How Do You Conference?

Best practices, information exchange and scholarship.

July 10, 2019
 

Last month we wrote about the challenge of building new, stable, strong networks, and we contextualized this by briefly exploring the dynamic between academic and professional networks. Much of the feedback we received was not about the premise -- how to build new networks -- but rather argued that these networks already exist.

Fair enough. Many professional networks do exist. ELI, OLC, edX Global Forum, UPCEA, Educause, Domains, HAIL and myriad one-off symposia all bring together practitioners who explore best practices and innovations in learning, design, educational technology, etc. Between the two of us, we’ve been to all of these conferences. Many repeatedly.

This is good, important work. Our point was not meant to be a value judgment on the work that happens in these networks and at these conferences, but to suggest there are often differences worth exploring, and our continued push for scholarly engagement suggests it’s worth exploring these differences.

Like many of you, both of us have attended numerous academic and professional conferences. Some of these are connected to our disciplinary backgrounds and to our teaching. Others connect with our work critically exploring higher education and learning, looking at a range of topics from digital learning to curricular and co-curricular innovation.

We’re always interested in how people share knowledge at these conferences.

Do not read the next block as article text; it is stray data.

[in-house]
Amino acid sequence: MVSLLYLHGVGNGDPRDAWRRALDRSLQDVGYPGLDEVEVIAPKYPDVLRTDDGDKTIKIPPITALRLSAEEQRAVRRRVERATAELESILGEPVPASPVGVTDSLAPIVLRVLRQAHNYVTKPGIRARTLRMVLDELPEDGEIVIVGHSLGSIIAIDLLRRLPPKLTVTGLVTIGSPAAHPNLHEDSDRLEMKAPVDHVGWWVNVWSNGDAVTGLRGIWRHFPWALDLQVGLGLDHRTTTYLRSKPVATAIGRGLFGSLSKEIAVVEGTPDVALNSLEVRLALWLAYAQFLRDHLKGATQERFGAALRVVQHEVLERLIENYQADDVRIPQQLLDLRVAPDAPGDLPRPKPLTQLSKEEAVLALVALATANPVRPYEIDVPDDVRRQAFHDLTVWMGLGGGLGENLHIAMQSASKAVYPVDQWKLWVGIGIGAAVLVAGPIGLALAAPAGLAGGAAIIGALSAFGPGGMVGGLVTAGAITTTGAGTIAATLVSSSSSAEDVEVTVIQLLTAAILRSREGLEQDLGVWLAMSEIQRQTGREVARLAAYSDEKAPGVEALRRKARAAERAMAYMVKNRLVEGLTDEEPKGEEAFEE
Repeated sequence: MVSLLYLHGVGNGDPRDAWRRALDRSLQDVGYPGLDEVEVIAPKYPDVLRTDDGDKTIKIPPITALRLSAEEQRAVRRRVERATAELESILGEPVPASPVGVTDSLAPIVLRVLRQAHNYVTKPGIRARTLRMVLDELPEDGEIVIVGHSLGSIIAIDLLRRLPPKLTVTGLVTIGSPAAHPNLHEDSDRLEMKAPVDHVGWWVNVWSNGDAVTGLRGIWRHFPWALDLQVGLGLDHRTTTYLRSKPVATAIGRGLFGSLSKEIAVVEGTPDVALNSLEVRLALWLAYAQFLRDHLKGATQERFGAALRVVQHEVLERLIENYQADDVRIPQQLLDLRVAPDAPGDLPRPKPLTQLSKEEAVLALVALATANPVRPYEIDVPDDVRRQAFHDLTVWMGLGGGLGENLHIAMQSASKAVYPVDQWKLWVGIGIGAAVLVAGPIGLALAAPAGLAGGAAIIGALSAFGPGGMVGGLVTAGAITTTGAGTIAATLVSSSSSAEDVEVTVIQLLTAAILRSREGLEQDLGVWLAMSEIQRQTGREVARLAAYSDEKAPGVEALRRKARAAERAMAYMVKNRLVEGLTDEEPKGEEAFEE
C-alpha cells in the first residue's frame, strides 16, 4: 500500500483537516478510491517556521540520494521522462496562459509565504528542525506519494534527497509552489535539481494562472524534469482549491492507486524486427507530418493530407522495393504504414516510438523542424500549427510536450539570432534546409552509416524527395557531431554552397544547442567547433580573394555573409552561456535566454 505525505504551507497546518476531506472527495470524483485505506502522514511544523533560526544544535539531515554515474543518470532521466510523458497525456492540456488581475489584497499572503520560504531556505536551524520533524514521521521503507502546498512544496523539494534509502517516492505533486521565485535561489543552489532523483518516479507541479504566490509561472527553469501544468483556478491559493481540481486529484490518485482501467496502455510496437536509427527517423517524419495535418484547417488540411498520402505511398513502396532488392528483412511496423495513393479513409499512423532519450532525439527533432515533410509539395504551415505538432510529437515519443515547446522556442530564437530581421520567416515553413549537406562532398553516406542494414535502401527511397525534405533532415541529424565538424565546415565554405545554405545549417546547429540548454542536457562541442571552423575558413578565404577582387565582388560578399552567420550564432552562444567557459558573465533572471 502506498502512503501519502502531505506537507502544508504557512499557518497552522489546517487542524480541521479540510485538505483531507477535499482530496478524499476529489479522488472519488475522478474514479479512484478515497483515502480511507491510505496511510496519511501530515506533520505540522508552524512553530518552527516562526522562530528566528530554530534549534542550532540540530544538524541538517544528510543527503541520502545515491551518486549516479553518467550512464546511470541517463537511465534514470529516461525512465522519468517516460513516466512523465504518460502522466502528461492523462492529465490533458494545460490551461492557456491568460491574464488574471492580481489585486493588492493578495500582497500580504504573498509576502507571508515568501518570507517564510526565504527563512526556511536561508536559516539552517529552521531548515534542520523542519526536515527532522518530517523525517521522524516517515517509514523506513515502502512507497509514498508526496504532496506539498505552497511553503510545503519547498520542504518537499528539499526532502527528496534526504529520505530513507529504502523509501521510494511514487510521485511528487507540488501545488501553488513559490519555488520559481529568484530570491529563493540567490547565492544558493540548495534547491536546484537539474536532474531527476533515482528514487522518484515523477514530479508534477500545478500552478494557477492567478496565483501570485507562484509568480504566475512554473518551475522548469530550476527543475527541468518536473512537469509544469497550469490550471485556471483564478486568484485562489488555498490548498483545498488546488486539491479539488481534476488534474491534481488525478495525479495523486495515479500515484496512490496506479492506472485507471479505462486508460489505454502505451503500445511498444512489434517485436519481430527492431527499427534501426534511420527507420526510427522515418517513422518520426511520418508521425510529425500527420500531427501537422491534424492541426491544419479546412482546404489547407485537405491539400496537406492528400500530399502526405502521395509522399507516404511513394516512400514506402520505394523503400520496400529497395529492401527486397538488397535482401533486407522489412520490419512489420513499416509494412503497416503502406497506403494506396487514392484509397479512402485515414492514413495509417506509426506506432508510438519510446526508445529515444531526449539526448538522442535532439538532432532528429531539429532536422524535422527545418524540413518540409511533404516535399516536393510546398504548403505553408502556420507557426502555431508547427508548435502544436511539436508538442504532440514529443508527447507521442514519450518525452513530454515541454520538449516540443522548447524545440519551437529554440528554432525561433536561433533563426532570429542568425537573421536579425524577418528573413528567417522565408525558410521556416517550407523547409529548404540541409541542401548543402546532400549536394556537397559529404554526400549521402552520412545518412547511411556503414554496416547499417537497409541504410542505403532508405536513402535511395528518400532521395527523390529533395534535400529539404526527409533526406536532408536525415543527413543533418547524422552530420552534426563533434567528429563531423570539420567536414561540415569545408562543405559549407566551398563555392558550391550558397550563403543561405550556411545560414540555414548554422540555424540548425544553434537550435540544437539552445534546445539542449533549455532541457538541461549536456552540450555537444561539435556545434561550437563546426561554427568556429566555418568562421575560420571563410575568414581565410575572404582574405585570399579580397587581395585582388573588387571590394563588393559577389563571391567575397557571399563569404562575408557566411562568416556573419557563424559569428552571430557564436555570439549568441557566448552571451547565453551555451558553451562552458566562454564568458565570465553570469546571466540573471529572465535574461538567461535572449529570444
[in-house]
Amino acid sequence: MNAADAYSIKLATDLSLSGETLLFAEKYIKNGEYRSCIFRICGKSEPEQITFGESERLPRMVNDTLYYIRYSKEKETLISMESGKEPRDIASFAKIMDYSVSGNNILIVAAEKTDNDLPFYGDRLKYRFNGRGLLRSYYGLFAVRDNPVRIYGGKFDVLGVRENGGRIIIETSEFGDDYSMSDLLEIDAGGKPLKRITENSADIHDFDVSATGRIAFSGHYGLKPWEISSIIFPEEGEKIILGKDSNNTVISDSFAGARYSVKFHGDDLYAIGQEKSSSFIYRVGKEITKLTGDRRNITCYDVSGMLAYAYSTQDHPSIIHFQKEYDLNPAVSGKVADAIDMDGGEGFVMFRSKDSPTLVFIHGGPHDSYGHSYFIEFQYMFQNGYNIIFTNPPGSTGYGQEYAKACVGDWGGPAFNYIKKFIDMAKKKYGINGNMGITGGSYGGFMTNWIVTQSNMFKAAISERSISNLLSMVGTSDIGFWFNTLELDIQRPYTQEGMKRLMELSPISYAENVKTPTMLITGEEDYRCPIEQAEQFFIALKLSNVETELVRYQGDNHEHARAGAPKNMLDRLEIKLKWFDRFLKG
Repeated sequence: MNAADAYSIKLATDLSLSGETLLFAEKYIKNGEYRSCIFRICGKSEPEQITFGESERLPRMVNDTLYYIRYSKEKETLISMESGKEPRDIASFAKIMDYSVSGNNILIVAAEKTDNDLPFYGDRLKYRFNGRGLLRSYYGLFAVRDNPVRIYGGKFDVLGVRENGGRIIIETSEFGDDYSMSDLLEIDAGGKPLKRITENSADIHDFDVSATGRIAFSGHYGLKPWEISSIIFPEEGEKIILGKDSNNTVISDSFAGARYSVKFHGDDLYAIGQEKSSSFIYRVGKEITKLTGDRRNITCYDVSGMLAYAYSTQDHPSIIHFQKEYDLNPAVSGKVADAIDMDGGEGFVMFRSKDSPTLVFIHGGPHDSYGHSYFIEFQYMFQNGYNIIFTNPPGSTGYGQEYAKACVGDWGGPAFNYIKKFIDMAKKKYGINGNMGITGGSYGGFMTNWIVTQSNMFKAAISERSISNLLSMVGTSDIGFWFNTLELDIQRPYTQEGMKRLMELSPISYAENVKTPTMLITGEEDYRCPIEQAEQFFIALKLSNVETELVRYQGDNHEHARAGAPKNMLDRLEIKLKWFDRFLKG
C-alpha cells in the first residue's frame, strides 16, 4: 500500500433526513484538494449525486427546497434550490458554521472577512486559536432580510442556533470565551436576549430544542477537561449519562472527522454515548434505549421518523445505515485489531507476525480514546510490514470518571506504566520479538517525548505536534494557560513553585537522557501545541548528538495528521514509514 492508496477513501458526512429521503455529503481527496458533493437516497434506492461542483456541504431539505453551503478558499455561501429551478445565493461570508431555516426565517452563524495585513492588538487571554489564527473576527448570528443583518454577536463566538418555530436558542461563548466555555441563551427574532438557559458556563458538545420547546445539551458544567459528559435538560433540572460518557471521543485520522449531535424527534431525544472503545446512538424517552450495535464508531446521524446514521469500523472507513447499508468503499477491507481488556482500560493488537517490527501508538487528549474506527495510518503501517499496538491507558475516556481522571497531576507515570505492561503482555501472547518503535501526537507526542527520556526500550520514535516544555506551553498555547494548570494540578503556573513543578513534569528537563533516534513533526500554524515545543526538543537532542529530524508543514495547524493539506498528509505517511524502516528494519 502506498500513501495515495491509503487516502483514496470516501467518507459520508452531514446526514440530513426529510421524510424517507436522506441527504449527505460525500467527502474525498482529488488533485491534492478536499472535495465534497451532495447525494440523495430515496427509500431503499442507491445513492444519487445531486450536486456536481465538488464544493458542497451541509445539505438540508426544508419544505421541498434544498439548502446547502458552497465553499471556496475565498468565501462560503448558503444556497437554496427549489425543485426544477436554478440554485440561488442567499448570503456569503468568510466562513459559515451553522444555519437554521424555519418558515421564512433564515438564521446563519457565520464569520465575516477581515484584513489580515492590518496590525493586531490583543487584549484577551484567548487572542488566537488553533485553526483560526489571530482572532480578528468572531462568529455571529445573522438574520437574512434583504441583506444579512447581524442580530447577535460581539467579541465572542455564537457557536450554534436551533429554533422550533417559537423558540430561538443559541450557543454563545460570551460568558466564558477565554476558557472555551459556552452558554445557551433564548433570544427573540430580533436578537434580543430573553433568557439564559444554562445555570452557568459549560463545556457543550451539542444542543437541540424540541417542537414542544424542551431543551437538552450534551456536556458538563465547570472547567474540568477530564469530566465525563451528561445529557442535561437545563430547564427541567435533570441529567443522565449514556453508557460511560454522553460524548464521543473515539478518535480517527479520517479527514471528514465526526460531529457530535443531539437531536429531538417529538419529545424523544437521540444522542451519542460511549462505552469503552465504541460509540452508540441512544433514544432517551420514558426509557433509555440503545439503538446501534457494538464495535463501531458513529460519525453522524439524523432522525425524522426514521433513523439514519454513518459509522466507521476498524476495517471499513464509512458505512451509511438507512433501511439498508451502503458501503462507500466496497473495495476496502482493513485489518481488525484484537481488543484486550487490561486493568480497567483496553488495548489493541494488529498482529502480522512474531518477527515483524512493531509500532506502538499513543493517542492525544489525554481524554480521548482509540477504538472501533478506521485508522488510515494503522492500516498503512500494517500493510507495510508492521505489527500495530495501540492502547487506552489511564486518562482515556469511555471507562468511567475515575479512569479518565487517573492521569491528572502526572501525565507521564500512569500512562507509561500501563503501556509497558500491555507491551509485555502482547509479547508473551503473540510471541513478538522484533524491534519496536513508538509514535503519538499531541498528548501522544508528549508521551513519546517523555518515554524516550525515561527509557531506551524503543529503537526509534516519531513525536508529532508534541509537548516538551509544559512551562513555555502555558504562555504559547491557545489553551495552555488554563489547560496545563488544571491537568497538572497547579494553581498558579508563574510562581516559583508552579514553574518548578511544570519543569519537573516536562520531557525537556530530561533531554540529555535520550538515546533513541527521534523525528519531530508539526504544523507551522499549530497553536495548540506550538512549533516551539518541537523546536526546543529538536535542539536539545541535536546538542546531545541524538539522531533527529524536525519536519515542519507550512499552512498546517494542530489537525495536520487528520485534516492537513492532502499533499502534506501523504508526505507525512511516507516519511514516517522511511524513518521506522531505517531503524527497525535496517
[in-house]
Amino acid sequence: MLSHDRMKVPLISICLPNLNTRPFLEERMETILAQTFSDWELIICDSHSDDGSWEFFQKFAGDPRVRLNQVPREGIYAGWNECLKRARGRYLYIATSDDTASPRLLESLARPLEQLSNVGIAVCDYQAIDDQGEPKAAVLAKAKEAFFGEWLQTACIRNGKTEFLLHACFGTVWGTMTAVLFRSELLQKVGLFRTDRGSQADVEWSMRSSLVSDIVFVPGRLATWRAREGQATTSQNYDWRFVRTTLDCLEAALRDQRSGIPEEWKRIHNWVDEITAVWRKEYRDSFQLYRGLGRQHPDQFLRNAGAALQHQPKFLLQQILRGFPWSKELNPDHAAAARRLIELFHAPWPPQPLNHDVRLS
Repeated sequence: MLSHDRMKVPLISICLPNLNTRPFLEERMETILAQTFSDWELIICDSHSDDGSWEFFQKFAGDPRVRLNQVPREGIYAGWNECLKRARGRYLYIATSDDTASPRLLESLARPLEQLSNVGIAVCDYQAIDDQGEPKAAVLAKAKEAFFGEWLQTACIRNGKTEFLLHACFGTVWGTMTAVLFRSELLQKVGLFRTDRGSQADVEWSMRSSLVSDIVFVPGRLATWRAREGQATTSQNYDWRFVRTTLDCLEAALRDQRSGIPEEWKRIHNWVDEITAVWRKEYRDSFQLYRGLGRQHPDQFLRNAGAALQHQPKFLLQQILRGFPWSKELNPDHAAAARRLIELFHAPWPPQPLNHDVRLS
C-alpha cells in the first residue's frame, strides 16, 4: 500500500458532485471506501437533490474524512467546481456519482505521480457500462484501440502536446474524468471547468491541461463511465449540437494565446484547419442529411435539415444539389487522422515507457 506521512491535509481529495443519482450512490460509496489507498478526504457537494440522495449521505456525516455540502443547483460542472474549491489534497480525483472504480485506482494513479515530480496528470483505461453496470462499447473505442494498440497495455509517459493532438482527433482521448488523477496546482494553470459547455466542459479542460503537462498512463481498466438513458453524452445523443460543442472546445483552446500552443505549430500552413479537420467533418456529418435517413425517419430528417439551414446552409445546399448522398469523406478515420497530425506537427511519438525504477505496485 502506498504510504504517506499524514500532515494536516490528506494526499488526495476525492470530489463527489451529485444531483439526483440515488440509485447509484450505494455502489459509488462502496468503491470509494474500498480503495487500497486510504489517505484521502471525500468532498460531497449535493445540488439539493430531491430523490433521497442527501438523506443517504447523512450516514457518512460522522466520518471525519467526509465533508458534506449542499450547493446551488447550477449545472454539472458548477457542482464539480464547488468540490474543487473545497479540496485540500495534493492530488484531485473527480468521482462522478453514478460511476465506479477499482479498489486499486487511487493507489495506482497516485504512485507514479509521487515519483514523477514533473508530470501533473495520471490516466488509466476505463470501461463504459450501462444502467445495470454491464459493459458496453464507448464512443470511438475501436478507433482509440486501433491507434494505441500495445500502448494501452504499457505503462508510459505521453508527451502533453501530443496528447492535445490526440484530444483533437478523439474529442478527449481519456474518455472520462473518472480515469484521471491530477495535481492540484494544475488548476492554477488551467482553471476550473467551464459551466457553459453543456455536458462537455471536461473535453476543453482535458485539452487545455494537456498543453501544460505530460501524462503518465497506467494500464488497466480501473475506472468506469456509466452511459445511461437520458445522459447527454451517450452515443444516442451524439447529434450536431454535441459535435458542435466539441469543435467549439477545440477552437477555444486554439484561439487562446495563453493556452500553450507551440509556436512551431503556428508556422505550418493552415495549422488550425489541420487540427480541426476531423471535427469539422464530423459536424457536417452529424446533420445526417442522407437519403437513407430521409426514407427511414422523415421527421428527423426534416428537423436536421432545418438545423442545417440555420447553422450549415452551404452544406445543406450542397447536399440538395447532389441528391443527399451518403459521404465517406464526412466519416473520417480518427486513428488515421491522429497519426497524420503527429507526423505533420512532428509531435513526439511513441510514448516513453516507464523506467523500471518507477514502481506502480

At the more traditional academic conferences, particularly in the humanities, presenters more often than not read a paper of seven to 15 minutes in length in which they present new research and arguments about a particular topic. If slides are used, they tend to be limited and often for longer quotations or images.

At many of the professional conferences we attend, the mode of delivery is almost always talking through and to a PowerPoint presentation. Slides can serve (in the worst case) as simply an awkwardly placed teleprompter for a poorly thought-out presentation or (in the best of cases) as a visual montage helping to supplement a genuinely interesting story of success (or perhaps failure).

Whenever we share what happens at these two different types of conferences, the responses are almost always entirely predictable. Experts in digital learning and the like can’t imagine having to sit and listen to a paper. How boring is that? Don’t they know people can’t maintain their attention for seven minutes, let alone 15 or 20 (or longer in the case of a plenary talk)?

Humanities scholars can’t even begin to imagine why anyone would want to listen to someone lecture from a deck of slides. Where is the rigor? Where is the scholarly depth?

This divide speaks in part to the challenge of bridging academic and professional conferences. We often carry out our work in different modalities, with each championing the method of exchange most comfortable.

Is there a better mode? We’re not sure. But it does strike us important to ask how many people at the sessions you attend are paying attention and how many are on their phones or laptops. How much of the work presented at a session leads to additional scholarship and sharing? And, alternatively, how much of the work presented or read leads to a change in practice (scholarship, pedagogy or administrative)?

How do you conference?

Inside Higher Ed's Inside Digital Learning

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